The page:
The U.S. Supreme Court said it won’t hear Johnson & Johnson’s attempt to halt an upcoming trial in the Mississippi attorney general’s suit alleging the company failed to warn consumers of a possible link between its talcum powder and ovarian cancer.
In a brief order, the high court denied a petition for a writ of certiorari filed by J&J in August. Two justices recused themselves from the decision: Justice Samuel Alito, who has reported that he owns the company’s stock, and Justice Brett Kavanaugh, whose father previously headed the Personal Care Products Council, a cosmetics trade association that submitted an amicus brief on J&J’s behalf.
J&J had challenged an April opinion from the Mississippi Supreme Court, which found that Attorney General Lynn Fitch’s 7-year-old false advertising suit is not preempted by the U.S. Food and Drug Administration’s 2014 decision not to issue a warning label flagging reported cancer risks associated with the perineal use of talc.
The pharmaceutical and cosmetics giant had argued that the Mississippi high court ruling deepened “entrenched circuit splits” over whether federal agency actions must go through a notice-and-comment period in order to preempt state law.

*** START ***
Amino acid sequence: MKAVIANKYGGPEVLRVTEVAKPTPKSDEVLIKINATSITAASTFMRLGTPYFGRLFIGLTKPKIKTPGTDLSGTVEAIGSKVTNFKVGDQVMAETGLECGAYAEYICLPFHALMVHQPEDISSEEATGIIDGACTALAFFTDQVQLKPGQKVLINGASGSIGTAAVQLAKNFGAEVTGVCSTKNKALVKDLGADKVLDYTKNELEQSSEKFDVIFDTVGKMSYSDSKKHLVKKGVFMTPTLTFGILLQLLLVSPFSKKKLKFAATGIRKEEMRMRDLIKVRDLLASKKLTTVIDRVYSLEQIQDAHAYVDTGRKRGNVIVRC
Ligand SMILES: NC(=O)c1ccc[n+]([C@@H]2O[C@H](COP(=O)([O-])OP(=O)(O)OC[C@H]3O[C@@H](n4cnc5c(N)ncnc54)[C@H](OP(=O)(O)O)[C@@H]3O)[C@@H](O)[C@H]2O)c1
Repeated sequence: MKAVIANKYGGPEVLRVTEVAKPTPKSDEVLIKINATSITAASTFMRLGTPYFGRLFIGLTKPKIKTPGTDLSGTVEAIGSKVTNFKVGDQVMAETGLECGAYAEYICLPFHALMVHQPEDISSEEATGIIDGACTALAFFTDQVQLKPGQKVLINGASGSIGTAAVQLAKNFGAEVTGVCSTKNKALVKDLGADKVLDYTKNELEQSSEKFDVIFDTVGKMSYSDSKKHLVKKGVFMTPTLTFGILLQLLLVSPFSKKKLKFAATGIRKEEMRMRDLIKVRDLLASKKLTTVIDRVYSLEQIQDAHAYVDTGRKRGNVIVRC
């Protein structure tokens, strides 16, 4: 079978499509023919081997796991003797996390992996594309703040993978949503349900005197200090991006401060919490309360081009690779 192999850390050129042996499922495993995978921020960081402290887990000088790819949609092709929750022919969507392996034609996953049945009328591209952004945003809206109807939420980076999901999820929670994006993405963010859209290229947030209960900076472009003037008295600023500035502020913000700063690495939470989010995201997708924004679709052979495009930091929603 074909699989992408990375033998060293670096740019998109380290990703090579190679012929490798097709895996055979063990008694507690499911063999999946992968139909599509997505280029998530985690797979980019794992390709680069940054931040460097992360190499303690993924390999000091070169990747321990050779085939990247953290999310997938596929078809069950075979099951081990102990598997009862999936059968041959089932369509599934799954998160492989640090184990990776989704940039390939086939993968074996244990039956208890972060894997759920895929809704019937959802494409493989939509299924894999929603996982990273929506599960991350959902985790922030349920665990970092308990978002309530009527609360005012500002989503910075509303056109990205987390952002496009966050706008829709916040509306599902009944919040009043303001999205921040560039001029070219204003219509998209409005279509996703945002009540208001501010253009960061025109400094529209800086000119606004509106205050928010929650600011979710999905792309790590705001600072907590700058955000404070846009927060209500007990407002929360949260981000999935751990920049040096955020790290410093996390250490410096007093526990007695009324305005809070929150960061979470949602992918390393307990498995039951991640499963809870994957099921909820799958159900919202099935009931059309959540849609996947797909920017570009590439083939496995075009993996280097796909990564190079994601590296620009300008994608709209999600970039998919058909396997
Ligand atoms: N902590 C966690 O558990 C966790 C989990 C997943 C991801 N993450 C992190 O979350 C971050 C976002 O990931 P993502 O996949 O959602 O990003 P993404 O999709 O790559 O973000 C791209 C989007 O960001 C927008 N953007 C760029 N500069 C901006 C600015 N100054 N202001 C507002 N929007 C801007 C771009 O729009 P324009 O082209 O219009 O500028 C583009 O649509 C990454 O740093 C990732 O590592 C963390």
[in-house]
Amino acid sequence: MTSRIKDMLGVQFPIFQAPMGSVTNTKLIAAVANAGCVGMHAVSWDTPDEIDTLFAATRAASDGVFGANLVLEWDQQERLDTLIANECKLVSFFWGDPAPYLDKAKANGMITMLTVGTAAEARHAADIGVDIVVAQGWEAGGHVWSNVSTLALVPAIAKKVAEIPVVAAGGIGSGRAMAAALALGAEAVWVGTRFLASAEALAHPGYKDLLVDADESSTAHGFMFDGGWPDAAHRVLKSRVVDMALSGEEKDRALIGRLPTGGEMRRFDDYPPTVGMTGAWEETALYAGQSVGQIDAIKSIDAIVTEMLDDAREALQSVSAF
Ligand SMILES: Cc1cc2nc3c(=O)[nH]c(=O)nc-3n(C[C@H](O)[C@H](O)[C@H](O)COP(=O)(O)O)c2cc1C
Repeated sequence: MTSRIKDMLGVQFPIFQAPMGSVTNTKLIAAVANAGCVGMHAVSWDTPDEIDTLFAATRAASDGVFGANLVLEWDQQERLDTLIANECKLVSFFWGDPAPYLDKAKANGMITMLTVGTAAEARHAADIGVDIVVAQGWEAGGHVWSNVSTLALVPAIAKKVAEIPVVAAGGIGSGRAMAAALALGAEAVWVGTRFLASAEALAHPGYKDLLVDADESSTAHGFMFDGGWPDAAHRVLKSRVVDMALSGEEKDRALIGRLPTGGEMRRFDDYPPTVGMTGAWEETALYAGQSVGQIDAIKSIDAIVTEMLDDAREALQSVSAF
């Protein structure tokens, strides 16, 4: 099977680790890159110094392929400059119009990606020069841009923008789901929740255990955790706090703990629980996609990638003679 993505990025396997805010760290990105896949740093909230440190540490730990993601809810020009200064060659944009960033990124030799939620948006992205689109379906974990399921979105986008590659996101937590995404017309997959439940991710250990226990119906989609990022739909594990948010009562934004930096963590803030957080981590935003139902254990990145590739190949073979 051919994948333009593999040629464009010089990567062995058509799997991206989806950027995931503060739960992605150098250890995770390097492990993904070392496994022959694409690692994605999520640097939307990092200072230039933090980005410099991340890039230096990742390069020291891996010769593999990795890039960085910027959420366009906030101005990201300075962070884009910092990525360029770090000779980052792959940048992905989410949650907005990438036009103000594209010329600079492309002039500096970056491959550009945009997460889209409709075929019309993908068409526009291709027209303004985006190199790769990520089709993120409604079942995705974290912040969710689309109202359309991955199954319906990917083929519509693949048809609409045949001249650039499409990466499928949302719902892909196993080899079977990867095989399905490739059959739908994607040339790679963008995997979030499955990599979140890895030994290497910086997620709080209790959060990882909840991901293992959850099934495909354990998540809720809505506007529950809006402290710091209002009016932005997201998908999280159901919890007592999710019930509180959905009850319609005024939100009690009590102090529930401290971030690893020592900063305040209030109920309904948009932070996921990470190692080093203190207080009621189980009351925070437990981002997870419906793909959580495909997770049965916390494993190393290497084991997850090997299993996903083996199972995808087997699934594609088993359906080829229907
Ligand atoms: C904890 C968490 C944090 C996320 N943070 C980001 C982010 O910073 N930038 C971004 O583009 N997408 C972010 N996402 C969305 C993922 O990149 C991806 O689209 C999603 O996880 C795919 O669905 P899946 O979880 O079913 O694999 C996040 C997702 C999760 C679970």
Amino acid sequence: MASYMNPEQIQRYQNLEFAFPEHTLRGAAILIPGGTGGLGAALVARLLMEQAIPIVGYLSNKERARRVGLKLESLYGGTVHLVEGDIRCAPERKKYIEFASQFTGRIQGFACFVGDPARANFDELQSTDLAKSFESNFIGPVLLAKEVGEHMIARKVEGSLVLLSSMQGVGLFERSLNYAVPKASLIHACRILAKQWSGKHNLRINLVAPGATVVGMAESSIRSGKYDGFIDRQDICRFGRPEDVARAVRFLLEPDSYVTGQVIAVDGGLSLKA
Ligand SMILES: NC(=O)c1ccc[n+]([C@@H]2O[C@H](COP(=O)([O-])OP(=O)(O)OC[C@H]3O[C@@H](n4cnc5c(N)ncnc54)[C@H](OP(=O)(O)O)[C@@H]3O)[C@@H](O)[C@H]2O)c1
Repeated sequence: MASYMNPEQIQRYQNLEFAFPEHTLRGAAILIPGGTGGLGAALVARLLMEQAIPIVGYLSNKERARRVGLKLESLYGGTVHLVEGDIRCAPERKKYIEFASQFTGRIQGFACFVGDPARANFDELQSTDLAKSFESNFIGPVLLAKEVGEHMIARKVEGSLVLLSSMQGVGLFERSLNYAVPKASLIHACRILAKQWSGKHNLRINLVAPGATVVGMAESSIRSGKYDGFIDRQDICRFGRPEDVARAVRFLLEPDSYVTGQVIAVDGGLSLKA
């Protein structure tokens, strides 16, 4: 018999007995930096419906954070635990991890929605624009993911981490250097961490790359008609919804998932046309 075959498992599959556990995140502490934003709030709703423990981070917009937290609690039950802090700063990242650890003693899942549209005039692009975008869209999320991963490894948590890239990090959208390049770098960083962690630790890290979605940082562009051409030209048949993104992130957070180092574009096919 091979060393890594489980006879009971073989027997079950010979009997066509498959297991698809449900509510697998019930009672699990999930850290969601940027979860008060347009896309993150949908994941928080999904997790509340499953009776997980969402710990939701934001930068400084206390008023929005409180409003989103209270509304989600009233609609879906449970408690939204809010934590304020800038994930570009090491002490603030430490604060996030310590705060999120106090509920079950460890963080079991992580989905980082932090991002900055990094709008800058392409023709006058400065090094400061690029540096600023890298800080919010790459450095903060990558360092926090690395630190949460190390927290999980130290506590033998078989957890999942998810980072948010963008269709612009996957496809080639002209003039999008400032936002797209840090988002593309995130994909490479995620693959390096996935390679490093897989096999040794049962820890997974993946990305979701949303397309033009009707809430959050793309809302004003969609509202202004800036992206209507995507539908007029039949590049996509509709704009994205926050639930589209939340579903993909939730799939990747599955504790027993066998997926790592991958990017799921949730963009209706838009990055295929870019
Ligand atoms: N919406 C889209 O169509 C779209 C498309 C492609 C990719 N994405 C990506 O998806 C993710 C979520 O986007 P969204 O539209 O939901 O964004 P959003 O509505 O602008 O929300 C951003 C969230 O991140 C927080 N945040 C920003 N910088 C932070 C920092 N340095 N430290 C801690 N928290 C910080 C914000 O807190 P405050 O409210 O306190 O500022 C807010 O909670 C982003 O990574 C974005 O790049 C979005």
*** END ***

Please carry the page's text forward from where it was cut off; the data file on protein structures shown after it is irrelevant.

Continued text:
The recent order is the second recent high court cert denial for J&J in its nationwide battle against a slew of talc liability claims. The justices declined in June to review a $2.1 billion verdict won by nearly two dozen ovarian cancer patients in Missouri, despite the company’s arguments that too many claims were combined in a single trial.
J&J is now seeking to pause the thousands of talc liability suits by spinning off its cosmetic talc unit into Chapter 11 bankruptcy. The move has met staunch opposition from talc claimants, who say the proceeding is designed to escape the jury trial system and insulate J&J from billions in liability.